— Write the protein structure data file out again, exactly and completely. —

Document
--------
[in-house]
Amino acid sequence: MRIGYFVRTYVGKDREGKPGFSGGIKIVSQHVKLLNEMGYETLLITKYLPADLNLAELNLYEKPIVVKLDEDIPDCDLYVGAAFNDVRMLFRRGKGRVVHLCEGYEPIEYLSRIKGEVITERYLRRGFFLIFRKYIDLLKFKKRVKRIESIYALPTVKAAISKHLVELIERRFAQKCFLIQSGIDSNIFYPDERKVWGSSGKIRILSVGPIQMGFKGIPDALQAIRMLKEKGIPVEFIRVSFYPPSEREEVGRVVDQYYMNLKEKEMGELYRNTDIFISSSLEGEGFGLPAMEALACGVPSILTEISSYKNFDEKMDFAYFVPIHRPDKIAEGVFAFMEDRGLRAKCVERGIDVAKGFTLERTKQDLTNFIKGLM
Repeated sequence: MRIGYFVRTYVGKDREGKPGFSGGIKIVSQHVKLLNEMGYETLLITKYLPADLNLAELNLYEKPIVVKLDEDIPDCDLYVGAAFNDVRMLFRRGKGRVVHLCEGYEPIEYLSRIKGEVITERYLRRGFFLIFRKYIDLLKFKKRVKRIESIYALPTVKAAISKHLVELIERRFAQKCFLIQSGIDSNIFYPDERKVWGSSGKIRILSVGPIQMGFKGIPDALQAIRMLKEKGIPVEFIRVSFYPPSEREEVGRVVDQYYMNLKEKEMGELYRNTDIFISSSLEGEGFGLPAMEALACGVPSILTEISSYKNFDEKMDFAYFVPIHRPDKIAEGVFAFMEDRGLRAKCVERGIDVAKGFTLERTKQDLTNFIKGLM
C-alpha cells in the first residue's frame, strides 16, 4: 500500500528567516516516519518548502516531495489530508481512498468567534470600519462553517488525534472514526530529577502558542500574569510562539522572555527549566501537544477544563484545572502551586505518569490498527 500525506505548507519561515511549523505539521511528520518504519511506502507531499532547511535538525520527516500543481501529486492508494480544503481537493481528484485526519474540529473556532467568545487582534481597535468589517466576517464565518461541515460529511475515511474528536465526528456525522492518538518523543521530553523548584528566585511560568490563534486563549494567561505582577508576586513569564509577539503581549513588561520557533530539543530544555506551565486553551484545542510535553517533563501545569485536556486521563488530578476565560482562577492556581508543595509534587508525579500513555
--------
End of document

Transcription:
[in-house]
Amino acid sequence: MRIGYFVRTYVGKDREGKPGFSGGIKIVSQHVKLLNEMGYETLLITKYLPADLNLAELNLYEKPIVVKLDEDIPDCDLYVGAAFNDVRMLFRRGKGRVVHLCEGYEPIEYLSRIKGEVITERYLRRGFFLIFRKYIDLLKFKKRVKRIESIYALPTVKAAISKHLVELIERRFAQKCFLIQSGIDSNIFYPDERKVWGSSGKIRILSVGPIQMGFKGIPDALQAIRMLKEKGIPVEFIRVSFYPPSEREEVGRVVDQYYMNLKEKEMGELYRNTDIFISSSLEGEGFGLPAMEALACGVPSILTEISSYKNFDEKMDFAYFVPIHRPDKIAEGVFAFMEDRGLRAKCVERGIDVAKGFTLERTKQDLTNFIKGLM
Repeated sequence: MRIGYFVRTYVGKDREGKPGFSGGIKIVSQHVKLLNEMGYETLLITKYLPADLNLAELNLYEKPIVVKLDEDIPDCDLYVGAAFNDVRMLFRRGKGRVVHLCEGYEPIEYLSRIKGEVITERYLRRGFFLIFRKYIDLLKFKKRVKRIESIYALPTVKAAISKHLVELIERRFAQKCFLIQSGIDSNIFYPDERKVWGSSGKIRILSVGPIQMGFKGIPDALQAIRMLKEKGIPVEFIRVSFYPPSEREEVGRVVDQYYMNLKEKEMGELYRNTDIFISSSLEGEGFGLPAMEALACGVPSILTEISSYKNFDEKMDFAYFVPIHRPDKIAEGVFAFMEDRGLRAKCVERGIDVAKGFTLERTKQDLTNFIKGLM
C-alpha cells in the first residue's frame, strides 16, 4: 500500500528567516516516519518548502516531495489530508481512498468567534470600519462553517488525534472514526530529577502558542500574569510562539522572555527549566501537544477544563484545572502551586505518569490498527 500525506505548507519561515511549523505539521511528520518504519511506502507531499532547511535538525520527516500543481501529486492508494480544503481537493481528484485526519474540529473556532467568545487582534481597535468589517466576517464565518461541515460529511475515511474528536465526528456525522492518538518523543521530553523548584528566585511560568490563534486563549494567561505582577508576586513569564509577539503581549513588561520557533530539543530544555506551565486553551484545542510535553517533563501545569485536556486521563488530578476565560482562577492556581508543595509534587508525579500513555